Housing associations are tackling inner-city problems head on, reports Paul Gosling
Northumbria's police committee has been considering this week whether it will allow the Home Housing Association (HHA) to pay for two extra police officers to patrol Newcastle's West End. The HHA wants to make an area that is a haven for drug dealers a better place to live, not only because of its responsibility to its tenants, but also to make its flats and houses easier to let.

If the Government's wish that 60 per cent of the needed 4.4 million new homes should be built on derelict urban land is to be achieved there has to be an investment in making the inner cities better places to live, not least by improving policing. For housing associations to contribute towards the cost of extra police officers makes financial sense, even at pounds 70,000 per officer: as more properties are let so more income is generated. And if the inner cities can be rehabilitated for families then the HHA can make savings in the future, by using brown land for development instead of the more expensive green belt.

The question that has been facing the police authority is whether to accept the principle of purchased policing. Posing and answering dilemmas is now common currency for housing associations as the main players in the social housing sector. Housing associations have taken over from councils as the leading builder of new properties for let, and as landlords of many of the poorest tenants.

So many of associations' tenancies are now nominated by councils that the profile of tenants is changing rapidly. The percentage of association tenants who are unemployed has risen to about 60 per cent, while 80 per cent of new tenants are on benefits.

Associations have had to accept a central role in poverty alleviation. London's St Pancras is one of many associations in the process of setting up a credit union aimed at tenants, but open also to employees. "There is a hope that if people manage their money better it will keep arrears down, but we have wider aspirations," says Margaret Pitt, central services manager for St Pancras. "We are concerned by the increasing numbers of tenants who are on low incomes or on benefit."

Credit unions are savings and loans co-operatives, which lend money cheaply to tenants, while, in times of low inflation, pay competitive interest on deposits. They are popular in Ireland, and there is a particular enthusiasm for credit unions among St Pancras's Irish North London tenants. Credit unions also assist the broader economy of an area by keeping money within the community.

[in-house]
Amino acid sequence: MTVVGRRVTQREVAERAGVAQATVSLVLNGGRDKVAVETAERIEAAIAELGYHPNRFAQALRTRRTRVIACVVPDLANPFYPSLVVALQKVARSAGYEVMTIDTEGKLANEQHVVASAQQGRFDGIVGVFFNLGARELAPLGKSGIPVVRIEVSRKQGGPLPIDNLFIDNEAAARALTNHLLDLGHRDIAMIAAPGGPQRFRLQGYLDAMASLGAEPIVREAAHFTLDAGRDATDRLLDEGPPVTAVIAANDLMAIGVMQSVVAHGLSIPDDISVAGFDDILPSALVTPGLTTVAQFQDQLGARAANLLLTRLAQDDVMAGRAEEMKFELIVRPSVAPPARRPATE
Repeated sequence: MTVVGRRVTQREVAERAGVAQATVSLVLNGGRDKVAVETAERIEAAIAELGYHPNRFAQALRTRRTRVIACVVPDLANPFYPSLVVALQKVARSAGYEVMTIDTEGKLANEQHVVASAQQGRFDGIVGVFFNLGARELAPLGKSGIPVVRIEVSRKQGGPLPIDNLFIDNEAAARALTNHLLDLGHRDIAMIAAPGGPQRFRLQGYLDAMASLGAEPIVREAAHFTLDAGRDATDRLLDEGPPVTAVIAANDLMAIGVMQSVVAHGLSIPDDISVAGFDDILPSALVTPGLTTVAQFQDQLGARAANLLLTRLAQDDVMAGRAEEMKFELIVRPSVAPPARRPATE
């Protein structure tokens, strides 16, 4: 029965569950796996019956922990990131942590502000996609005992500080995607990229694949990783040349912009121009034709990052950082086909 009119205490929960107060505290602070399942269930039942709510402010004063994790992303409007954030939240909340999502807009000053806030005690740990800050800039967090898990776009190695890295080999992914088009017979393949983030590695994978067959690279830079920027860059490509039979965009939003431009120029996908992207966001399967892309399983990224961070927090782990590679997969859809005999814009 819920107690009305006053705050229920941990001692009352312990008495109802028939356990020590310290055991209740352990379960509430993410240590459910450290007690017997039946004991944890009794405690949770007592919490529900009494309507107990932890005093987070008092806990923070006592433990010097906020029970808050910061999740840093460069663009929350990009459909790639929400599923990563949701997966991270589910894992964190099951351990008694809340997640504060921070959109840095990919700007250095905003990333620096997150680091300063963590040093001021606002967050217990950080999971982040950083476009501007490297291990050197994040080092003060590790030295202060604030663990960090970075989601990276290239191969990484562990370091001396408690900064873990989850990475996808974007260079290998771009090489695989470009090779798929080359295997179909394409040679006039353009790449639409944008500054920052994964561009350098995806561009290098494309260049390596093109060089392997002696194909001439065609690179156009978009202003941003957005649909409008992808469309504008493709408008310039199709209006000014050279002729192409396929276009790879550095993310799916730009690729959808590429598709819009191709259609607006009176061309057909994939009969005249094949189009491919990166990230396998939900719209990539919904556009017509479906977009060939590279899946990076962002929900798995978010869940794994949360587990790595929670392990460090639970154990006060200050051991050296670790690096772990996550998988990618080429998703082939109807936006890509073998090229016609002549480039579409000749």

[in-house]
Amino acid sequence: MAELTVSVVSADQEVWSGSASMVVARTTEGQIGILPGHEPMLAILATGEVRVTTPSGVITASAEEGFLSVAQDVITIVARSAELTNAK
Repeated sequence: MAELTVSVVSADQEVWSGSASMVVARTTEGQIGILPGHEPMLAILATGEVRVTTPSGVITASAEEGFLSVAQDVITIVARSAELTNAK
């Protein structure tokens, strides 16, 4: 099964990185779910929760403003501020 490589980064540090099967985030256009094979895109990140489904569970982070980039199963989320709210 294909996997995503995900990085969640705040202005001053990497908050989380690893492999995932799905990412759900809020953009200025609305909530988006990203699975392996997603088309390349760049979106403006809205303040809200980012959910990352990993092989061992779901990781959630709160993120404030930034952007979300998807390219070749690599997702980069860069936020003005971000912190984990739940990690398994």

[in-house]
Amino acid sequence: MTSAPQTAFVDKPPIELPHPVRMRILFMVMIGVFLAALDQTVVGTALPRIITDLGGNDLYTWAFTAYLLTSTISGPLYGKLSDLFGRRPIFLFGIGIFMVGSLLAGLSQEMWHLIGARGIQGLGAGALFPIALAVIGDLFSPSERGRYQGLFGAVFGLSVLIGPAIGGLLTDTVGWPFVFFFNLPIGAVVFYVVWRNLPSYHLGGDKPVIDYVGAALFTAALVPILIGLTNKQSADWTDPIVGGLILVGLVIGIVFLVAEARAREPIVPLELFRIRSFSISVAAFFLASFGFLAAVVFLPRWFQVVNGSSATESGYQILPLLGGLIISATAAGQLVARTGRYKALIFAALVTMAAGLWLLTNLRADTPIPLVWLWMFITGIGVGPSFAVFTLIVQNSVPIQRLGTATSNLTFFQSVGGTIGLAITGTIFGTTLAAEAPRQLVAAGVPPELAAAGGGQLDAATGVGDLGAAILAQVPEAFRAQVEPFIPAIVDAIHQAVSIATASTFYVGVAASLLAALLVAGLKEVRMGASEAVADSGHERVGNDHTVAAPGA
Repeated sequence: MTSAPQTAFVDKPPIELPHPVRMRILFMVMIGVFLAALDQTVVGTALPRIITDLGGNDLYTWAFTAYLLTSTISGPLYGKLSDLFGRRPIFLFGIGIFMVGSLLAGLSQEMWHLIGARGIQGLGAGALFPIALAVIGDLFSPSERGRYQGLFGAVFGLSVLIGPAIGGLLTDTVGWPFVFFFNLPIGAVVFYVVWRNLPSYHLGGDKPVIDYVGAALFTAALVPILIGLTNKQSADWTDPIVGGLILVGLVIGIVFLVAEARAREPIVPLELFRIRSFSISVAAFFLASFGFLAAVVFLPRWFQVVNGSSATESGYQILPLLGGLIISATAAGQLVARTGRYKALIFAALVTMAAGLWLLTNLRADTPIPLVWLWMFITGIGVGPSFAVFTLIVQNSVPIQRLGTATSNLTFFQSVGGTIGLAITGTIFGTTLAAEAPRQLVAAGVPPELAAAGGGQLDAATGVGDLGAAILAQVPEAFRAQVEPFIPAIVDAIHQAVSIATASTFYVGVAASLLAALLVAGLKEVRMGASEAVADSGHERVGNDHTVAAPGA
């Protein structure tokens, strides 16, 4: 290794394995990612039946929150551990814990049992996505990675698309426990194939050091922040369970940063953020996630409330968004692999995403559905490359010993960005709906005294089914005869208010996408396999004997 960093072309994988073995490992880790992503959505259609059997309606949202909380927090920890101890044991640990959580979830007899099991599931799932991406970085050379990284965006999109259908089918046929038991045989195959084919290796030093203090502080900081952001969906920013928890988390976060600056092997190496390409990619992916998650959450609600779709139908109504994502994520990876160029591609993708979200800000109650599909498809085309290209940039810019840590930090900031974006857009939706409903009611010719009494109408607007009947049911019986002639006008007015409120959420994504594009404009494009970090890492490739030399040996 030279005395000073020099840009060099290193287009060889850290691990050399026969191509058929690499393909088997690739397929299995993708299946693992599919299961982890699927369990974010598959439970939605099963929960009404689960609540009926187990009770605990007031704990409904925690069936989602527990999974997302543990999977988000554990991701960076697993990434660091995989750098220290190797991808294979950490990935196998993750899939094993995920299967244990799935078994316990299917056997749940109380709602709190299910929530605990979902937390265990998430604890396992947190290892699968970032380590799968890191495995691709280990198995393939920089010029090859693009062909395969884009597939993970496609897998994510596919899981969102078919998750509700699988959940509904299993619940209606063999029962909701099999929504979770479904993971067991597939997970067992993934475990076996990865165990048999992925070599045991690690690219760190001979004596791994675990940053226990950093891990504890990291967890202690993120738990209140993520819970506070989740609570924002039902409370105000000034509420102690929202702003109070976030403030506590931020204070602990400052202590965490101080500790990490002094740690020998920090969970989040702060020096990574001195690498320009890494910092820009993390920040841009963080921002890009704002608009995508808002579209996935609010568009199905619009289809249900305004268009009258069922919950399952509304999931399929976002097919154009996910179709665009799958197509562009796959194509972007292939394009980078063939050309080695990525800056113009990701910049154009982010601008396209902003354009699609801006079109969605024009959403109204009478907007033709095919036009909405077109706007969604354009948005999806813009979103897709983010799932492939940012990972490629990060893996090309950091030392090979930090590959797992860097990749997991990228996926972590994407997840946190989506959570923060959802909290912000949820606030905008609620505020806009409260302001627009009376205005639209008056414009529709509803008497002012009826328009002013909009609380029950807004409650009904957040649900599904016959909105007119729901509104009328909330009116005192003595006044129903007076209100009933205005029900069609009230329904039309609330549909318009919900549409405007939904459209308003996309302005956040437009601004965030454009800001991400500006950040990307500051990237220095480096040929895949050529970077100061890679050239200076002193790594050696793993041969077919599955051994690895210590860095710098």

A similar principle is behind the economic activities of South London Family Housing Association. It has set up its own building firm employing tenants, many of whom were previously long-term unemployed. The association also has a training programme, and will begin an apprenticeship scheme next year, and, while awarding contracts on the basis of competitive tenders, it is trying to maximise the work won by local firms, particularly those employing local people.

South London is also encouraging self-build by potential tenants. It has participated in 11 self-build schemes, creating more than 100 new homes. Although tenants are not paid wages they have a large nominal capital stake in the home, which is released to them if and when they move and which keeps rents low while they remain tenants. For the association it means that building the homes is achieved for little more than the land and materials cost. The association has a training and support unit, to ensure that work is undertaken to a good standard. Self-building tenants find their skills have improved, and their prospects for employment rise.

Across the country a range of associations are committing themselves to programmes which aim to make their tenants less poor and more employable. Many associations now employ welfare rights advisers to assist tenants claim their maximum benefits entitlement. One is making properties more energy and water efficient, and runs courses for staff and tenants in how to reduce utility bills. Presentation, a black and Asian association, is setting up a mentoring scheme to help youths enter the work force.

While all the programmes require a financial and staff commitment from associations, they can attract funds from elsewhere. The Housing Corporation funds good practice grants, supporting a so-called Housing Plus role for associations. Hyde, in the East End of London, has been successful in also raising money from the European Commission, is leading a major bid for Single Regeneration Budget money, and has gained so much experience in its economic development work that its Hyde Plus associate company is earning money from consultancy work.

Tom Titherington, director of Hyde Plus, says that associations need to intervene in their local economies on "moral, pragmatic and strategic" grounds. He believes that whichever party wins the next election will expect social landlords to take a more "holistic" approach to their responsibilities. Lenders, he suggests, will favour this to protect the value of capital assets against which they have made loans, and to ensure that associations achieve the maximum return on capital.

For the social landlord, altruism and self-interest can amount to the same thing.

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